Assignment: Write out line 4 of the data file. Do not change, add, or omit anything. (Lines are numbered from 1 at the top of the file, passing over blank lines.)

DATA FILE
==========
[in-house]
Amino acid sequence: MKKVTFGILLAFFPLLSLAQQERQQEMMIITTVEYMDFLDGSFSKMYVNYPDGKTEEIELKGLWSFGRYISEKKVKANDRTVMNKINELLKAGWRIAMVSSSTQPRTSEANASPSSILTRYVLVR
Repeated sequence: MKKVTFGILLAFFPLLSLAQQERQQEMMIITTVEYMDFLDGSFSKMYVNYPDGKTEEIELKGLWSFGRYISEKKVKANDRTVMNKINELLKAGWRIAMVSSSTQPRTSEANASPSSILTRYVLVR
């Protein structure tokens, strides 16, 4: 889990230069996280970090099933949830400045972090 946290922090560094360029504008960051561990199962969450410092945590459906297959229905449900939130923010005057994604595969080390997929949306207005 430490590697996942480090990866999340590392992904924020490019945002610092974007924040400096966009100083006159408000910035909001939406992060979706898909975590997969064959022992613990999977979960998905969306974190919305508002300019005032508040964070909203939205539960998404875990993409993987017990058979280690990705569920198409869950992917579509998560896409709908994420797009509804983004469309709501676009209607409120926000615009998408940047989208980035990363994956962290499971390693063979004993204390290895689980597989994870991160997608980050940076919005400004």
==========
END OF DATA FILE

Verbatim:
């Protein structure tokens, strides 16, 4: 889990230069996280970090099933949830400045972090 946290922090560094360029504008960051561990199962969450410092945590459906297959229905449900939130923010005057994604595969080390997929949306207005 430490590697996942480090990866999340590392992904924020490019945002610092974007924040400096966009100083006159408000910035909001939406992060979706898909975590997969064959022992613990999977979960998905969306974190919305508002300019005032508040964070909203939205539960998404875990993409993987017990058979280690990705569920198409869950992917579509998560896409709908994420797009509804983004469309709501676009209607409120926000615009998408940047989208980035990363994956962290499971390693063979004993204390290895689980597989994870991160997608980050940076919005400004």